Back to the start: Evaluation of prognostic markers in gastrointestinal stromal tumors

  • Authors:
    • Eckhard Klieser
    • Maximilian Pichelstorfer
    • Denis Weyland
    • Ralf Kemmerling
    • Stefan Swierczynski
    • Adam Dinnewitzer
    • Tarkan Jäger
    • Tobias Kiesslich
    • Daniel Neureiter
    • Romana Illig
  • View Affiliations

  • Published online on: March 11, 2016     https://doi.org/10.3892/mco.2016.819
  • Pages: 763-773
Metrics: HTML 0 views | PDF 0 views     Cited By (CrossRef): 0 citations

Abstract

The aim of this study was to provide a standardized risk stratification model for gastrointestinal stromal tumors (GISTs) based on tumor localization, tumor size, involved lymph nodes and metastases, as well as mitotic activity and other morphological and molecular markers, in order to improve the risk evaluation scheme for recurrence, metastatic spread and survival for patients with GIST. A total of 201 cases of patients with GIST were investigated according to standardized morphological markers, including nuclear pleomorphism, tumor cell necrosis, mucosal infiltration, ulceration, skeinoid fibers and growth pattern. In addition, all cases were immunohistochemically analyzed using a tissue microarray platform for various markers of differentiation (CD34, CD44, CD117, desmin, discovered on GIST 1, platelet‑derived growth factor receptor α, S‑100 and smooth muscle actin) and proliferation (B‑cell lymphoma 2, P16, P53, phosphohistone H3 and Ki‑67). These findings were correlated by uni‑ and multivariable analyses with clinicopathological characteristics, including recurrence, metastasis and survival. The general clinicopathological parameters of this GIST specimen cohort were comparable to previous studies. While several parameters exhibited clear associations to each other and to the defined clinical endpoints, the multivariate analysis reduced the number of relevant prognostic variables to localization, margin status, growth pattern and hematoxylin and eosin-based mitosis̸Ki-67-based proliferation of GISTs. With the exception of CD34, none of the applied markers of differentiation and proliferation were found to be independent prognostic markers in GIST and the classical risk factors of GIST remain important prognostic factors. Additionally, growth pattern may predict the risk of recurrence and metastasis in GIST patients. additional independent molecular prognostic markers remain to be identified and validated.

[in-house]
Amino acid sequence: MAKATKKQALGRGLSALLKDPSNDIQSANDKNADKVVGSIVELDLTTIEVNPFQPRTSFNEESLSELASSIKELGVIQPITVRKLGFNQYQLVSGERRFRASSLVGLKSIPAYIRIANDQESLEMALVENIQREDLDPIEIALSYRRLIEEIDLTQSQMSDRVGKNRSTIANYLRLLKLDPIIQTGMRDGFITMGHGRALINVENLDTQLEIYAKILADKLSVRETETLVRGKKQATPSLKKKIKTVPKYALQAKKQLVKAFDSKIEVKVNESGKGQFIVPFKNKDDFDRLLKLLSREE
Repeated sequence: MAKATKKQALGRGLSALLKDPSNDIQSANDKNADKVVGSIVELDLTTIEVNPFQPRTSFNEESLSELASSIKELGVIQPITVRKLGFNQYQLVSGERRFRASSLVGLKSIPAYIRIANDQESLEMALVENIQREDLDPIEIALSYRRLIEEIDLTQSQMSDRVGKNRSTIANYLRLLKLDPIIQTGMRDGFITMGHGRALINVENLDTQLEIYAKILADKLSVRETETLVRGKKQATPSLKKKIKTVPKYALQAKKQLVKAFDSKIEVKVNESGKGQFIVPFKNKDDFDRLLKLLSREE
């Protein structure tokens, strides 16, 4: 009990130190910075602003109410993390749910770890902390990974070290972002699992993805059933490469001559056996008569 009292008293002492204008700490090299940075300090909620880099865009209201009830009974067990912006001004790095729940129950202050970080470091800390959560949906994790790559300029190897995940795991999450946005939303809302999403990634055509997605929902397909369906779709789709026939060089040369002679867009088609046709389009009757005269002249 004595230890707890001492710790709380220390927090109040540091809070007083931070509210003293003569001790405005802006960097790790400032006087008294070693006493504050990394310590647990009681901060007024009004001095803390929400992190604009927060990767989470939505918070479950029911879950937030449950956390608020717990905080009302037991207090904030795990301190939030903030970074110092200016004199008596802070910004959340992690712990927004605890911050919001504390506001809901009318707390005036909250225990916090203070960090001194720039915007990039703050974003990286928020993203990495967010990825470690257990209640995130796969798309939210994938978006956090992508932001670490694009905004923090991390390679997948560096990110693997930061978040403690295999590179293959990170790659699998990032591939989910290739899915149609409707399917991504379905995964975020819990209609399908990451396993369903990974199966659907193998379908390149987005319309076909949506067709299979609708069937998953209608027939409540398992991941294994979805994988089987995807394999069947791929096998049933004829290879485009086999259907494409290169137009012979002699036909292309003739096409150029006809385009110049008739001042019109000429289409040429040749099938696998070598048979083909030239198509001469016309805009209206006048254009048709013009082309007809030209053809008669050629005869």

Introduction